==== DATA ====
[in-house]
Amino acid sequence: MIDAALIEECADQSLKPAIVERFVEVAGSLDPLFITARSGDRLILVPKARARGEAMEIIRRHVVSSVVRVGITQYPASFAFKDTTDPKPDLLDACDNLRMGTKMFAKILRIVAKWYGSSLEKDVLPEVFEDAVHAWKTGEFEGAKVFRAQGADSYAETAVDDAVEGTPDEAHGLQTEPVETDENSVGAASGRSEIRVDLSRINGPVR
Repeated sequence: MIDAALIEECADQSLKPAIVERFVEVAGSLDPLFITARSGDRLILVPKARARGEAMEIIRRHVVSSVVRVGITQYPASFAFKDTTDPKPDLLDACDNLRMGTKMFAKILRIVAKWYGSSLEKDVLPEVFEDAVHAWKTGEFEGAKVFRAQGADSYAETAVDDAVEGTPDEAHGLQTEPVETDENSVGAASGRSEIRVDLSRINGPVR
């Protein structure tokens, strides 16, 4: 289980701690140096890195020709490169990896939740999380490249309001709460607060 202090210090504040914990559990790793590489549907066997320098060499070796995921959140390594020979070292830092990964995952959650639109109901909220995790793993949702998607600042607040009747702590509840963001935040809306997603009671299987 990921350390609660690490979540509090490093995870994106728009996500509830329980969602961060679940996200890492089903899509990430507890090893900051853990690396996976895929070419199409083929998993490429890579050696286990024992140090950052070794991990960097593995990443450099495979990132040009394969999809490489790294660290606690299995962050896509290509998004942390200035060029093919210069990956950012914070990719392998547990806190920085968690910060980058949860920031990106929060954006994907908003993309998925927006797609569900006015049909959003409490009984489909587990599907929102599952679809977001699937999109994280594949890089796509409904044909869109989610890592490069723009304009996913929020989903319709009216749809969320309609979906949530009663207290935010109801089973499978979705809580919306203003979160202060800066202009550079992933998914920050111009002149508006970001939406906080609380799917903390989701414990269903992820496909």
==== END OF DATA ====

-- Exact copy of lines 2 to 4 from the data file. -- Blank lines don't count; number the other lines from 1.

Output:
Amino acid sequence: MIDAALIEECADQSLKPAIVERFVEVAGSLDPLFITARSGDRLILVPKARARGEAMEIIRRHVVSSVVRVGITQYPASFAFKDTTDPKPDLLDACDNLRMGTKMFAKILRIVAKWYGSSLEKDVLPEVFEDAVHAWKTGEFEGAKVFRAQGADSYAETAVDDAVEGTPDEAHGLQTEPVETDENSVGAASGRSEIRVDLSRINGPVR
Repeated sequence: MIDAALIEECADQSLKPAIVERFVEVAGSLDPLFITARSGDRLILVPKARARGEAMEIIRRHVVSSVVRVGITQYPASFAFKDTTDPKPDLLDACDNLRMGTKMFAKILRIVAKWYGSSLEKDVLPEVFEDAVHAWKTGEFEGAKVFRAQGADSYAETAVDDAVEGTPDEAHGLQTEPVETDENSVGAASGRSEIRVDLSRINGPVR
């Protein structure tokens, strides 16, 4: 289980701690140096890195020709490169990896939740999380490249309001709460607060 202090210090504040914990559990790793590489549907066997320098060499070796995921959140390594020979070292830092990964995952959650639109109901909220995790793993949702998607600042607040009747702590509840963001935040809306997603009671299987 990921350390609660690490979540509090490093995870994106728009996500509830329980969602961060679940996200890492089903899509990430507890090893900051853990690396996976895929070419199409083929998993490429890579050696286990024992140090950052070794991990960097593995990443450099495979990132040009394969999809490489790294660290606690299995962050896509290509998004942390200035060029093919210069990956950012914070990719392998547990806190920085968690910060980058949860920031990106929060954006994907908003993309998925927006797609569900006015049909959003409490009984489909587990599907929102599952679809977001699937999109994280594949890089796509409904044909869109989610890592490069723009304009996913929020989903319709009216749809969320309609979906949530009663207290935010109801089973499978979705809580919306203003979160202060800066202009550079992933998914920050111009002149508006970001939406906080609380799917903390989701414990269903992820496909």